And it’s important that we do make an effort, if we are trying to become more like Jesus and less like the mould that the World would like to force us into. Here’s one for you young ‘uns to set a good example to the rest of us:
Don’t let anyone look down on you because you are young, but set an example for the believers in speech, in life, in love, in faith and in purity. (1 Timothy 4:12)
Our speech is one of our main interfaces with the World. Is our speech as clean as it could be?
“Don’t you see that whatever enters the mouth goes into the stomach and then out of the body?But the things that come out of the mouth come from the heart, and these make a man ‘unclean.’For out of the heart come evil thoughts, murder, adultery, sexual immorality, theft, false testimony, slander. (Matthew 15:17-19)
So, moving on to another aspect of our speech, the use of certain words in common parlance. Read on …
The World is not as mysterious as it once was. Until our scientific age started digging away at the foundations, God was very much seen at the centre of all aspects of life. Of course this may have led us into making incorrect conclusions about the mechanisms that control our lives and our World, but they got it right in that God is still very much at the centre of our lives. Here’s a good example.
Strokes these days kill or disadvantage thousands of people. It is described as a rapid loss of brain function due to the lack of blood reaching it. Of course we know that now, but we haven’t always known that. In fact the word itself comes from the phrase, “a stroke of God’s hand”, attributing a divine cause to the condition. Interesting and curiously apt, as God has His hand on every aspect of our lives, whether we choose to believe this or not.
If I rise on the wings of the dawn, if I settle on the far side of the sea, even there your hand will guide me, your right hand will hold me fast. (Psalm 139:9-10)
After all, don’t doctors still say, as both a comfort and an admission that they have done all they can, according to their knowledge, “It’s in God’s hands now”? They probably don’t mean what they say, but that doesn’t diminish the power of the concept.
Now there’s another set of words that we use all of the time but tend to make me feel very uncomfortable. Here are a few sentences that illustrate this:
You’re a lucky man! How fortunate you are! What are the chances?
We’ve all said these things, they are so tightly knitted in our everyday banter. Yet, when we look at the origin of these words …
Fortuna was the Roman goddess of luck, fate and fortune and the daughter of the chief god, Jupiter. She had temples dedicated to her and owned the wheel of fortune (now a TV game show), that she spun randomly to determine the fate of individuals. If you are fortunate, then Dame Fortune is surely smiling at you. A lucky person is surely in league with Lady Luck!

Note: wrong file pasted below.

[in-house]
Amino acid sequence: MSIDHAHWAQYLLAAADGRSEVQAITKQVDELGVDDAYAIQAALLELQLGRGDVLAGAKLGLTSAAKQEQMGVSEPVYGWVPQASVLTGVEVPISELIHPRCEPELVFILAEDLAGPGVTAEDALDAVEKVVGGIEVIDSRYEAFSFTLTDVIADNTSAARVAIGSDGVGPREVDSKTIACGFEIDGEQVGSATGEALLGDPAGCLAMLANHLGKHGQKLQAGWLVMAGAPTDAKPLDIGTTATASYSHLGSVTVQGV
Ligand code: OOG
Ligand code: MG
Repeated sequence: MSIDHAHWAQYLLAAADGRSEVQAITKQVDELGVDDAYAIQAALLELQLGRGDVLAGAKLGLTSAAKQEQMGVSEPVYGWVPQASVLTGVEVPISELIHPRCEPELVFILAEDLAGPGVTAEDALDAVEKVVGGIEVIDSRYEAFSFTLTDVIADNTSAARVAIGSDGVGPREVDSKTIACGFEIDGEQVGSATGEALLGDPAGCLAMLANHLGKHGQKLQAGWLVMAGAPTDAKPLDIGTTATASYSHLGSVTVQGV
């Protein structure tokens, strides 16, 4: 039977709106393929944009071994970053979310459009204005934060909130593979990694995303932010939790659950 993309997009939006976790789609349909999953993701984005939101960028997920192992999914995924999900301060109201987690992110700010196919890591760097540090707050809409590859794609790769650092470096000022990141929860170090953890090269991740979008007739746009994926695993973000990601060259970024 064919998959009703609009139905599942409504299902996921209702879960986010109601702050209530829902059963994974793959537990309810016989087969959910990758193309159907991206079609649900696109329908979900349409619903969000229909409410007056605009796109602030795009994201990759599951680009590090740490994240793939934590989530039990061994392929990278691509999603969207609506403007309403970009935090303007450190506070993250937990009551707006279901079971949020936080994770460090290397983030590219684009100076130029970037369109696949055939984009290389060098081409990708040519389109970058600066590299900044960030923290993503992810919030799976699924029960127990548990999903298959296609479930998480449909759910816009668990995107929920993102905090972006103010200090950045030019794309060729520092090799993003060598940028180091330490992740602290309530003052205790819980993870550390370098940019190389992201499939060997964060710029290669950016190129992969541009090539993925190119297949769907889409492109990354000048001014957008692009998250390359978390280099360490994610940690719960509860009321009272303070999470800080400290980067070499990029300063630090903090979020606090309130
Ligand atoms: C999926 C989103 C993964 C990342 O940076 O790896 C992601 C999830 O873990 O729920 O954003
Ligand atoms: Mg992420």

What are we really saying when we use these words? Is there a sense of invoking these pagan deities or at least acknowledging the power behind what seems to be random forces? Or is it a load of old nonsense and we shouldn’t worry about it?
Whatever way you view it, perhaps, as Christians, our everyday language should reflect our beliefs. One word that ought to be used more is blessing, though it may seem a touch sanctimonious if over-used.
You’re a blessed man! How blessed you are!
Perhaps there are words we can derive from the fruits of the Spirit?
But the fruit of the Spirit is love, joy, peace, patience, kindness, goodness, faithfulness, gentleness and self-control. (Galatians 5:22-23)
Do you have other alternative sanctified words that we can use? If so, please get in touch, it would be such a blessing.
So, what’s the point of all of this? It’s just that what may seem trivial and irrelevant to us may actually not be so, but even irreverent to Him whom we love and follow. Isn’t the point of loving someone (or Someone), the act of taking time to find out if you are pleasing or displeasing Them? Yes, there has been over three millennia since Moses came down that mountain with those stone tablets, and yes, we are living in New Covenant days, but if God instructed the Hebrews not to take His name in vain then, should that not also be so for Christians today?
The next time you accidently hit your thumb with a hammer, meditate for a moment before your exclamation (as if!). Here are a few options you have that don’t involve blasphemy or obscenity: oh dear, deary me, ouch, that hurts! Controversially, it may even be “spiritually correct” to utter a quick f***, s*** or b*******, rather than taking the Lord’s name in vain.
The choice is yours. Use it wisely. ;-)
Is our speech as clean as it could be?
Written by: Miriam Emenike
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